The literary world has lost the female plot
It is easier to win major awards by writing a male lead character, say Booker Prize-winning authors
It is easier to win major literary awards by writing a lead character who is a man, Booker Prize-winning authors have suggested, as they warn that the tendency to laud novels with male protagonists is “concerning”.
Dame Hilary Mantel, the only woman to have won the Man Booker Prize twice for the first two novels of her Thomas Cromwell trilogy, said it “might be observed” that her award success came easier for having a male protagonist than if she had been writing about a woman.
Saying the dismissal of women’s historical fiction had “sunk a lot of good writers” in the past, Mantel argued that female writers must be encouraged to be more ambitious to “embrace the totality” of the human experience in their novels.
Asked about the success of her own novels Wolf Hall and Bring up the Bodies, which star a man, Cromwell, as their central character, she said: “It might be observed, it might be thought, that it was easier for us to win a Booker Prize writing about men than writing about women’s experience.”
Mantel, who appeared in conversation on stage at the Man Booker 50 festival in London, said her own work, and that of fellow award-winner Pat Barker, was “unexpected” for female writers, in that it “embraced the epic”.
Barker, who won the Booker in 1995 with The Ghost Road, said: “It does concern me slightly that the vast majority of Orange Prize [now known as the Women’s Prize for Fiction] winners do have male protagonists.
“I think when it’s roughly 50/50 we’ll know things are in a healthier state than they are at the moment.”
Eleanor Catton, who became the youngest Man Booker winner in 2013 with The Luminaries and was in the audience at the Southbank Centre, said the point about male protagonists was “definitely true”.
“Lamentably, it’s true,” she said. “I hope that is will be untrue at some point. It doesn’t have to be true but I think it still is.
“It has made me more determined to write from a female perspective from now on.”
Saying she had noticed the effect in retrospect after the success of her own novel, which follows the fortunes of 19th-century prospector Walter Moody, she added that the male experience is still seen as “universal” while writing about the female perspective is “exclusively the property of women”.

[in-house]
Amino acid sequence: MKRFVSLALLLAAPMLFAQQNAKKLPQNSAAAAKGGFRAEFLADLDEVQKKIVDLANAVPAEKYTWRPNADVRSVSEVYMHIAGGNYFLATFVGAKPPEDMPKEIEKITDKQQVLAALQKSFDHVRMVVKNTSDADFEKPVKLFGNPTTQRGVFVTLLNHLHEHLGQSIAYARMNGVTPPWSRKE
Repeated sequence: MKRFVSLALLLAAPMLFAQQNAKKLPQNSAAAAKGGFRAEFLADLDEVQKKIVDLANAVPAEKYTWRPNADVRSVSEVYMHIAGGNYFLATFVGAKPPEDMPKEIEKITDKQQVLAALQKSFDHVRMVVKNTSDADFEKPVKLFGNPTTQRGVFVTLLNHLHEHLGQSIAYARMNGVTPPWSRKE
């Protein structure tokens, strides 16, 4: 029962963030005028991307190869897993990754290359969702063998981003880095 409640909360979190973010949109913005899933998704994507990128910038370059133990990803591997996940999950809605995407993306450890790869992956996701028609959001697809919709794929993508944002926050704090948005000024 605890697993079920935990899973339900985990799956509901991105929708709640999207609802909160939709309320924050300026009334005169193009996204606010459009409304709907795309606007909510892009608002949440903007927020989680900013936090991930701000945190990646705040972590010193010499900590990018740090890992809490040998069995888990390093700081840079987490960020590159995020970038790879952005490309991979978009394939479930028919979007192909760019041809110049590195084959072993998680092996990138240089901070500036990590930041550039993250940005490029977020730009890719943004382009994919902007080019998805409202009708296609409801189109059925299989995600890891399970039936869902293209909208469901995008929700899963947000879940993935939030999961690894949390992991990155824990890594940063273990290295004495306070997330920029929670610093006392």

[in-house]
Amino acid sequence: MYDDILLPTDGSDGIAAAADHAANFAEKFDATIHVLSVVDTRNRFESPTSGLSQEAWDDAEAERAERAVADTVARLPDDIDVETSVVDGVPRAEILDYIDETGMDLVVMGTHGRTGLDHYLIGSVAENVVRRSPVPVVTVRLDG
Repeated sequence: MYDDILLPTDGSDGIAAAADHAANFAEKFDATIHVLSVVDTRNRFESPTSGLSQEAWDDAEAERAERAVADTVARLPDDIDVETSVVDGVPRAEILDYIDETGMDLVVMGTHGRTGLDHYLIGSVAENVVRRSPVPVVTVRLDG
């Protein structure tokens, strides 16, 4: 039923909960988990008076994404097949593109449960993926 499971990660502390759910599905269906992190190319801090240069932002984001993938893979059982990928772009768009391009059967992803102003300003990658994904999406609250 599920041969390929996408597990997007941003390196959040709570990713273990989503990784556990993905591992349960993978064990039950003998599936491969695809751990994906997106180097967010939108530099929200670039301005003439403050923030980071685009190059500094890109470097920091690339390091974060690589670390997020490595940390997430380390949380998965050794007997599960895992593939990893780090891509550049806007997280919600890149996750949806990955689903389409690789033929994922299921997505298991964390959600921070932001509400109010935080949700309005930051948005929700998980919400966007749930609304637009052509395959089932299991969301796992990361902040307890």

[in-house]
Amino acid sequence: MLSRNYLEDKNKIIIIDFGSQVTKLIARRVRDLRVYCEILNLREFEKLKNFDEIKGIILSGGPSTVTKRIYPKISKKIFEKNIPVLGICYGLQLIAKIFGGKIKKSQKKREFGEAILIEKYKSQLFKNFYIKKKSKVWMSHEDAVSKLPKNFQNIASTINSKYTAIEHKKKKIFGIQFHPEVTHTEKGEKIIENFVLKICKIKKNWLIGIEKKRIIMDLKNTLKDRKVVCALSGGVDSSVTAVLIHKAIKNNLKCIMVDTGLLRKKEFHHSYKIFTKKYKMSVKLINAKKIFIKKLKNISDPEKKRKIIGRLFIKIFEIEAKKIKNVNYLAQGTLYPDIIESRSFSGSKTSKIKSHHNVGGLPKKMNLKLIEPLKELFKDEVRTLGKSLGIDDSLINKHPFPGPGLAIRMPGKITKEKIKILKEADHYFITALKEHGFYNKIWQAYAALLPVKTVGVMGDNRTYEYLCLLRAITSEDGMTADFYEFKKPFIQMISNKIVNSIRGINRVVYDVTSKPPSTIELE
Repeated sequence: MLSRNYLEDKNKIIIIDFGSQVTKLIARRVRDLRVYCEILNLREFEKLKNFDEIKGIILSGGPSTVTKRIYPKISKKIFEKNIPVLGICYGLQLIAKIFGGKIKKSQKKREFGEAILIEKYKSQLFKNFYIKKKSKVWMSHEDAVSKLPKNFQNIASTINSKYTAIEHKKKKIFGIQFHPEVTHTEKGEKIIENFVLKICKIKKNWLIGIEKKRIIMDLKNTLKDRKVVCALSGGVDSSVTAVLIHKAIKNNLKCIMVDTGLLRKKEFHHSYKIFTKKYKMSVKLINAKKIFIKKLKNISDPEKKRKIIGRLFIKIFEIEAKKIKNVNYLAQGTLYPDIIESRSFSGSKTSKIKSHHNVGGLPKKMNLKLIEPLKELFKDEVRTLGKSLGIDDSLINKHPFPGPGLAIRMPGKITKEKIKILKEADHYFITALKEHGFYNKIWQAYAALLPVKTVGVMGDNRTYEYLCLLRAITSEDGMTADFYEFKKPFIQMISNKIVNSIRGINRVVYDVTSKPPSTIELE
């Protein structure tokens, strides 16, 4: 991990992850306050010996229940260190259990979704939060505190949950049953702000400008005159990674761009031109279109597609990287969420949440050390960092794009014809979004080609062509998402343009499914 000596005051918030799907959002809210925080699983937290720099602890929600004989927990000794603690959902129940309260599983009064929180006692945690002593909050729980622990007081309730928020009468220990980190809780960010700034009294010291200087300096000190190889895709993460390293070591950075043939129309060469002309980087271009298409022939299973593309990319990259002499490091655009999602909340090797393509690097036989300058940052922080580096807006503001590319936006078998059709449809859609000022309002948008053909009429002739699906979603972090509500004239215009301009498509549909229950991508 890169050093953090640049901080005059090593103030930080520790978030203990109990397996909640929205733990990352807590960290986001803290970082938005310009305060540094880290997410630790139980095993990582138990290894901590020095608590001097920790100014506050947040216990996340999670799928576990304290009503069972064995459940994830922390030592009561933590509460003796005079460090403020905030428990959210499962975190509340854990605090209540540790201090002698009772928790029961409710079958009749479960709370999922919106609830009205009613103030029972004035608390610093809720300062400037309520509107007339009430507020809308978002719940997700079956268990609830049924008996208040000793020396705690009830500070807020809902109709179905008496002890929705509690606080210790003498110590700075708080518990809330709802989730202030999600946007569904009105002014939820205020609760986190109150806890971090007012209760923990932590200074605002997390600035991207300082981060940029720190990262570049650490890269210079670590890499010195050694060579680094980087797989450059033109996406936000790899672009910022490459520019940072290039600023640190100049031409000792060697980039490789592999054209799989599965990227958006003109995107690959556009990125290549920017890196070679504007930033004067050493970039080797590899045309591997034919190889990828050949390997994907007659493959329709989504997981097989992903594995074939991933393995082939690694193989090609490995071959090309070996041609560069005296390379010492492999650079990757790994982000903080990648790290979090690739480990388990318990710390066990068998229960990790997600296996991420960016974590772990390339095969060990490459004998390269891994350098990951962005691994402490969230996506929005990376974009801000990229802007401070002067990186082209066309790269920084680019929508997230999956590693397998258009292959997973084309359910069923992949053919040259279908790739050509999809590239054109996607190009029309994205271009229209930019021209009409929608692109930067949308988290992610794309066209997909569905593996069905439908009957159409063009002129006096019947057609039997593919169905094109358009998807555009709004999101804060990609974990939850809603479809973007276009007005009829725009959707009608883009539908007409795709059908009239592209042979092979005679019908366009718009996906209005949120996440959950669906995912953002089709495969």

Just two Man Booker Prize winners this century have featured a sole female protagonist, last winning in 2007 with Anne Enright’s The Gathering.
For the prize, along with other major literary awards, a winner is selected from books submitted by publishers, reflecting the market of the year.
Asked about her own career, Mantel said she had been met with a “general air of disbelief” when she had announced she hoped to write historical fiction in a publishing world which still assumed it meant a “bodice ripper”.
“I think quite rightly what has happened since then has been quite extraordinary,” she said. “It’s been rescued from genre. It’s no longer pushed off into the little section of the bookshop and it’s no longer labelled as for women, which I think has sunk a lot of good writers.
“This perception that historical fiction was historical romance, thankfully we’ve got passed that.
“I think it’s much better now. But I still think women writers need encouragement to be more ambitious and not to section off a part of the human experience as their own but to embrace the totality of it.”
Giving an audience a hint as to the long-awaited third novel of her trilogy, The Mirror and the Light, she confirmed it would be published next year and is a “triumph of deletion” after she honed her ability to avoid including all of her research.
– © The Daily Telegraph